That maintenance deficit doesn't appear in the figures tossed around when we talk about the size of the budget deficit, but the total amounts may be even higher. Our bridges, highways, dams, levies, rail systems, power grid, power generation, broadband, water, sewage and food inspection infrastructure is all languishing from years of neglect and insufficient investment. These things are not luxuries and they are not options. They are national emergencies -- bright flashing red lights on the national control panel.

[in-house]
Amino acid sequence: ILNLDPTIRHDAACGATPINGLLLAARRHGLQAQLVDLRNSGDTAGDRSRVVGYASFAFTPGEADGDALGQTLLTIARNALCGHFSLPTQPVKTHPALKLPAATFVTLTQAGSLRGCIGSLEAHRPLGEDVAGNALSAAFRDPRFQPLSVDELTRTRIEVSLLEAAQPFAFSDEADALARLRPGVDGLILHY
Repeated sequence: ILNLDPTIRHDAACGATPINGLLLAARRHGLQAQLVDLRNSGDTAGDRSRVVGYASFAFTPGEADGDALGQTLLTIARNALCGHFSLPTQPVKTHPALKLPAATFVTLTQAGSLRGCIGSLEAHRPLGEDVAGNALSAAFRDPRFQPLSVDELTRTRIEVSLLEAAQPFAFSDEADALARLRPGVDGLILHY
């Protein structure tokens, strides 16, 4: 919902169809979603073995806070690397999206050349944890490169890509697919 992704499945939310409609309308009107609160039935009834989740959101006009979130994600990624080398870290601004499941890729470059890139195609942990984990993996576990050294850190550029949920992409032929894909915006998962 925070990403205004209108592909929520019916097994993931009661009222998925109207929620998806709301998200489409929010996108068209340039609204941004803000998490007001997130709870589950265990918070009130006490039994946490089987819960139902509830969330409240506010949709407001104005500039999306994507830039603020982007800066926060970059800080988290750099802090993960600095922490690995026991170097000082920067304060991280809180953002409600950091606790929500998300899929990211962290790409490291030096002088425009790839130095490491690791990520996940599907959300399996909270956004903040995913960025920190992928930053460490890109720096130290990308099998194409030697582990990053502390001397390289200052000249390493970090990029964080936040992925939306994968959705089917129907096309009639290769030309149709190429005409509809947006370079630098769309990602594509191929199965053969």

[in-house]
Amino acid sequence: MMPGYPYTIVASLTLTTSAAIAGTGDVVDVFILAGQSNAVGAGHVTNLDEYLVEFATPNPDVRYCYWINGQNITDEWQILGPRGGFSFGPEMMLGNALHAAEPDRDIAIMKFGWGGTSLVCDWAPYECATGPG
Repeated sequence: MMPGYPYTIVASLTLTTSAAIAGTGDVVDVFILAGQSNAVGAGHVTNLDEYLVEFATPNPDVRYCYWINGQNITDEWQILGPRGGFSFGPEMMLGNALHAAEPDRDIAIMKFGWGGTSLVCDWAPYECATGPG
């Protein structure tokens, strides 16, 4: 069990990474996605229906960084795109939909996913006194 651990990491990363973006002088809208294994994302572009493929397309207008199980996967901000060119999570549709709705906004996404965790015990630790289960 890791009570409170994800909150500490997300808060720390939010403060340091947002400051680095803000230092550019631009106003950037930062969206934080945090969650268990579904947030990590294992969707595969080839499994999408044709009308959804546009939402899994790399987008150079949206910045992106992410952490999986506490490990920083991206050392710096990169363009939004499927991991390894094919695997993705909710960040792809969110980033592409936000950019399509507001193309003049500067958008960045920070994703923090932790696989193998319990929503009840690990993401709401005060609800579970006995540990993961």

Spending on projects like these is exactly what non-stupid economics prescribes for a financial crisis like the one we're currently facing. It's also something we desperately needed to do anyway. Such spending may increase annual deficits in the short term, but investing in infrastructure pays long-term dividends that will more than pay for themselves over time. What we have here, in other words, is a solution neatly divided into two crises.
As long as we don't listen to the McCains, the Brokaws, the Lehrers, the editorial wisemen and the rest of the Hoover Brigade, we should be OK.